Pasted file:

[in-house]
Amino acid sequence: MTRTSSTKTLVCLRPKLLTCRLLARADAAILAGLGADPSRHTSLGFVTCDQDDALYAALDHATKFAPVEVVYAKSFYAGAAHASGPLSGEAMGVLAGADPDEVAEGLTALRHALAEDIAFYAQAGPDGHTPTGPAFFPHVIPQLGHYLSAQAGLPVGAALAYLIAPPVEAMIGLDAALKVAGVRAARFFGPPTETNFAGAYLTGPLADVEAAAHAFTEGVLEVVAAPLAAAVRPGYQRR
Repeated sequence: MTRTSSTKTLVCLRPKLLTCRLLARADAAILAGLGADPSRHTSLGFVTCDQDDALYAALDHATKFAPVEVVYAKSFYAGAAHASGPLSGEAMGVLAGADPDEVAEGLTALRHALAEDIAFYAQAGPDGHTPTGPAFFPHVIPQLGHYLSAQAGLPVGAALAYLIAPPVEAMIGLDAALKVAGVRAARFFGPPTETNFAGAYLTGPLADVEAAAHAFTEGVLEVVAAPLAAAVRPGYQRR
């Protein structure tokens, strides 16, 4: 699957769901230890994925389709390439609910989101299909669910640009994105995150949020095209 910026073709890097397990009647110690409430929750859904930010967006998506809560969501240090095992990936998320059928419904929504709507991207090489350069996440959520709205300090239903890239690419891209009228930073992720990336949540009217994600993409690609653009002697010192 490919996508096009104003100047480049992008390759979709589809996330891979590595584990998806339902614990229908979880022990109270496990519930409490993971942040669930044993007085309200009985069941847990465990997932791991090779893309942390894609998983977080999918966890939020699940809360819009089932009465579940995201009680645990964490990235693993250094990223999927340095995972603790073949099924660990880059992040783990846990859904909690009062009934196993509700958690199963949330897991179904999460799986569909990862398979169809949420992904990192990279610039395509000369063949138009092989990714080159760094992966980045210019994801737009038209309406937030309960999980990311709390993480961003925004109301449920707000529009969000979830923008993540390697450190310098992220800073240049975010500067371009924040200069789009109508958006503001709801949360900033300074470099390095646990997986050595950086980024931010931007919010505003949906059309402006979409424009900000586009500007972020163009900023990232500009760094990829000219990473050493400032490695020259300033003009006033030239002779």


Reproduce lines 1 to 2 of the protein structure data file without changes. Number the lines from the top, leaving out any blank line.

[in-house]
Amino acid sequence: MTRTSSTKTLVCLRPKLLTCRLLARADAAILAGLGADPSRHTSLGFVTCDQDDALYAALDHATKFAPVEVVYAKSFYAGAAHASGPLSGEAMGVLAGADPDEVAEGLTALRHALAEDIAFYAQAGPDGHTPTGPAFFPHVIPQLGHYLSAQAGLPVGAALAYLIAPPVEAMIGLDAALKVAGVRAARFFGPPTETNFAGAYLTGPLADVEAAAHAFTEGVLEVVAAPLAAAVRPGYQRR